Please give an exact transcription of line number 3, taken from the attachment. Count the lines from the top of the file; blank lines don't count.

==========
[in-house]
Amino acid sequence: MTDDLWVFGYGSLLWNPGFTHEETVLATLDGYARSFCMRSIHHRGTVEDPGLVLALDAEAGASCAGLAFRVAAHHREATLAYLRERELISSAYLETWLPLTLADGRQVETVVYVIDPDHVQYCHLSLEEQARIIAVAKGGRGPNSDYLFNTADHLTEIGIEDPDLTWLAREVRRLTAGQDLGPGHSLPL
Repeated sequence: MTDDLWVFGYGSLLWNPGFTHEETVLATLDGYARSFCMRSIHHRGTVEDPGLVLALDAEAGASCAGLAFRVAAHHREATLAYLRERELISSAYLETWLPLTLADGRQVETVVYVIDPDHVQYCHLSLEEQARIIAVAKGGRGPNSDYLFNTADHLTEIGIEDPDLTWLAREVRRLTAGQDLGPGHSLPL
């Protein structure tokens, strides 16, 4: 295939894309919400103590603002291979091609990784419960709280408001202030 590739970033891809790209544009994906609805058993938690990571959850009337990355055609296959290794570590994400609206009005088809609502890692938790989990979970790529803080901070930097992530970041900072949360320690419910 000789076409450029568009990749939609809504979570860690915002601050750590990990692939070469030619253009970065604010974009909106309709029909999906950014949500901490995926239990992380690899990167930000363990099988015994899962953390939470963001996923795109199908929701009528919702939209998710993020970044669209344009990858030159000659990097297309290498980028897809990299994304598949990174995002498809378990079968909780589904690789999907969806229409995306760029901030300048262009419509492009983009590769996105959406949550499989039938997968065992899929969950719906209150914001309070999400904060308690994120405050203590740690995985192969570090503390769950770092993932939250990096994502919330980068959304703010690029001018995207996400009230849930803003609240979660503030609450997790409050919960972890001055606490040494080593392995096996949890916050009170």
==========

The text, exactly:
Repeated sequence: MTDDLWVFGYGSLLWNPGFTHEETVLATLDGYARSFCMRSIHHRGTVEDPGLVLALDAEAGASCAGLAFRVAAHHREATLAYLRERELISSAYLETWLPLTLADGRQVETVVYVIDPDHVQYCHLSLEEQARIIAVAKGGRGPNSDYLFNTADHLTEIGIEDPDLTWLAREVRRLTAGQDLGPGHSLPL